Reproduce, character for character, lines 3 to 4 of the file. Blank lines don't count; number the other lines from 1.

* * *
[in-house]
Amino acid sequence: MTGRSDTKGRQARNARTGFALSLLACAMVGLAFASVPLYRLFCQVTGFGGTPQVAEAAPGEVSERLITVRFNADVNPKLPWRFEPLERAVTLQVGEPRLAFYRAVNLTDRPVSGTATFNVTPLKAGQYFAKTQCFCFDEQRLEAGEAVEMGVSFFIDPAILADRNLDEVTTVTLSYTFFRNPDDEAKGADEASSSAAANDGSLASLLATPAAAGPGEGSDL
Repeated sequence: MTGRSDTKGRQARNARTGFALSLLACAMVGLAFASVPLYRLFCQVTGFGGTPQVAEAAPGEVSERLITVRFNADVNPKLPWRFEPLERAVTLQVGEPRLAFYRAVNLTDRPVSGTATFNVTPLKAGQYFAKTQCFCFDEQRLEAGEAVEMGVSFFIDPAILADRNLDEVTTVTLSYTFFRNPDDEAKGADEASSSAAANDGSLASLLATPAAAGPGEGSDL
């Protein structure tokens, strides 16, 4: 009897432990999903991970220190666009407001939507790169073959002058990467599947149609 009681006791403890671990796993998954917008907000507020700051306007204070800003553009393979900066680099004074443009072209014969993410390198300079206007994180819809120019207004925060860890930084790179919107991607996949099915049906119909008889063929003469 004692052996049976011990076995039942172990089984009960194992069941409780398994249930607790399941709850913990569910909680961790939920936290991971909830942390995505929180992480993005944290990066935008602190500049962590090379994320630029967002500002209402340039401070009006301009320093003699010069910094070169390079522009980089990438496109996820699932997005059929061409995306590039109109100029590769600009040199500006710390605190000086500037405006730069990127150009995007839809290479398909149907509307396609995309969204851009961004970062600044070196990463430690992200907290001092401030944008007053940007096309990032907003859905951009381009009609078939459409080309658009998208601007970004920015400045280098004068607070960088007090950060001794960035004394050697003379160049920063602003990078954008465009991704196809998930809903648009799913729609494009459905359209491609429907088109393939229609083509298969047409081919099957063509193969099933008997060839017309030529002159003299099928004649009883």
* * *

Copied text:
Repeated sequence: MTGRSDTKGRQARNARTGFALSLLACAMVGLAFASVPLYRLFCQVTGFGGTPQVAEAAPGEVSERLITVRFNADVNPKLPWRFEPLERAVTLQVGEPRLAFYRAVNLTDRPVSGTATFNVTPLKAGQYFAKTQCFCFDEQRLEAGEAVEMGVSFFIDPAILADRNLDEVTTVTLSYTFFRNPDDEAKGADEASSSAAANDGSLASLLATPAAAGPGEGSDL
């Protein structure tokens, strides 16, 4: 009897432990999903991970220190666009407001939507790169073959002058990467599947149609 009681006791403890671990796993998954917008907000507020700051306007204070800003553009393979900066680099004074443009072209014969993410390198300079206007994180819809120019207004925060860890930084790179919107991607996949099915049906119909008889063929003469 004692052996049976011990076995039942172990089984009960194992069941409780398994249930607790399941709850913990569910909680961790939920936290991971909830942390995505929180992480993005944290990066935008602190500049962590090379994320630029967002500002209402340039401070009006301009320093003699010069910094070169390079522009980089990438496109996820699932997005059929061409995306590039109109100029590769600009040199500006710390605190000086500037405006730069990127150009995007839809290479398909149907509307396609995309969204851009961004970062600044070196990463430690992200907290001092401030944008007053940007096309990032907003859905951009381009009609078939459409080309658009998208601007970004920015400045280098004068607070960088007090950060001794960035004394050697003379160049920063602003990078954008465009991704196809998930809903648009799913729609494009459905359209491609429907088109393939229609083509298969047409081919099957063509193969099933008997060839017309030529002159003299099928004649009883």